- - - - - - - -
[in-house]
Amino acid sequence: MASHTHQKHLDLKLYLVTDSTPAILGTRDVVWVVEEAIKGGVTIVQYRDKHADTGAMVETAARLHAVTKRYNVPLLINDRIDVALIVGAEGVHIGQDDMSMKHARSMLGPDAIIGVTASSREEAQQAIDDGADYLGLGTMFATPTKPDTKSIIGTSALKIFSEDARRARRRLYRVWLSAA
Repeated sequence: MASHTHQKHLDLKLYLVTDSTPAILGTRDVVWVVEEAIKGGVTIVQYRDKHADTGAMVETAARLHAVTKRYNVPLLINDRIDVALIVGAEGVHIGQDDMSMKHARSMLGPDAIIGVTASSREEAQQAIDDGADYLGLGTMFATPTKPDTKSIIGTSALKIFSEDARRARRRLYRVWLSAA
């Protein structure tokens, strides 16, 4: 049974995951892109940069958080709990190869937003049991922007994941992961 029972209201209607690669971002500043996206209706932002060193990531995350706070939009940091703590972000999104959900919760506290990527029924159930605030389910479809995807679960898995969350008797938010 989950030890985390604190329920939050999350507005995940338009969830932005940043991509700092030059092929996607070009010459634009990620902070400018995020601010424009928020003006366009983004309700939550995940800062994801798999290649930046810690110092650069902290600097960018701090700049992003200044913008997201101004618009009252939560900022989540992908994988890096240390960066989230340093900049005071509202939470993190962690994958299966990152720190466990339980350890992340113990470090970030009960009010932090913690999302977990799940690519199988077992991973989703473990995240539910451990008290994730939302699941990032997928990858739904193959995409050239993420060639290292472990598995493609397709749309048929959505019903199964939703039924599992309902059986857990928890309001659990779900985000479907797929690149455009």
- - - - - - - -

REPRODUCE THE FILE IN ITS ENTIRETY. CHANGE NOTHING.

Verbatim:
[in-house]
Amino acid sequence: MASHTHQKHLDLKLYLVTDSTPAILGTRDVVWVVEEAIKGGVTIVQYRDKHADTGAMVETAARLHAVTKRYNVPLLINDRIDVALIVGAEGVHIGQDDMSMKHARSMLGPDAIIGVTASSREEAQQAIDDGADYLGLGTMFATPTKPDTKSIIGTSALKIFSEDARRARRRLYRVWLSAA
Repeated sequence: MASHTHQKHLDLKLYLVTDSTPAILGTRDVVWVVEEAIKGGVTIVQYRDKHADTGAMVETAARLHAVTKRYNVPLLINDRIDVALIVGAEGVHIGQDDMSMKHARSMLGPDAIIGVTASSREEAQQAIDDGADYLGLGTMFATPTKPDTKSIIGTSALKIFSEDARRARRRLYRVWLSAA
């Protein structure tokens, strides 16, 4: 049974995951892109940069958080709990190869937003049991922007994941992961 029972209201209607690669971002500043996206209706932002060193990531995350706070939009940091703590972000999104959900919760506290990527029924159930605030389910479809995807679960898995969350008797938010 989950030890985390604190329920939050999350507005995940338009969830932005940043991509700092030059092929996607070009010459634009990620902070400018995020601010424009928020003006366009983004309700939550995940800062994801798999290649930046810690110092650069902290600097960018701090700049992003200044913008997201101004618009009252939560900022989540992908994988890096240390960066989230340093900049005071509202939470993190962690994958299966990152720190466990339980350890992340113990470090970030009960009010932090913690999302977990799940690519199988077992991973989703473990995240539910451990008290994730939302699941990032997928990858739904193959995409050239993420060639290292472990598995493609397709749309048929959505019903199964939703039924599992309902059986857990928890309001659990779900985000479907797929690149455009």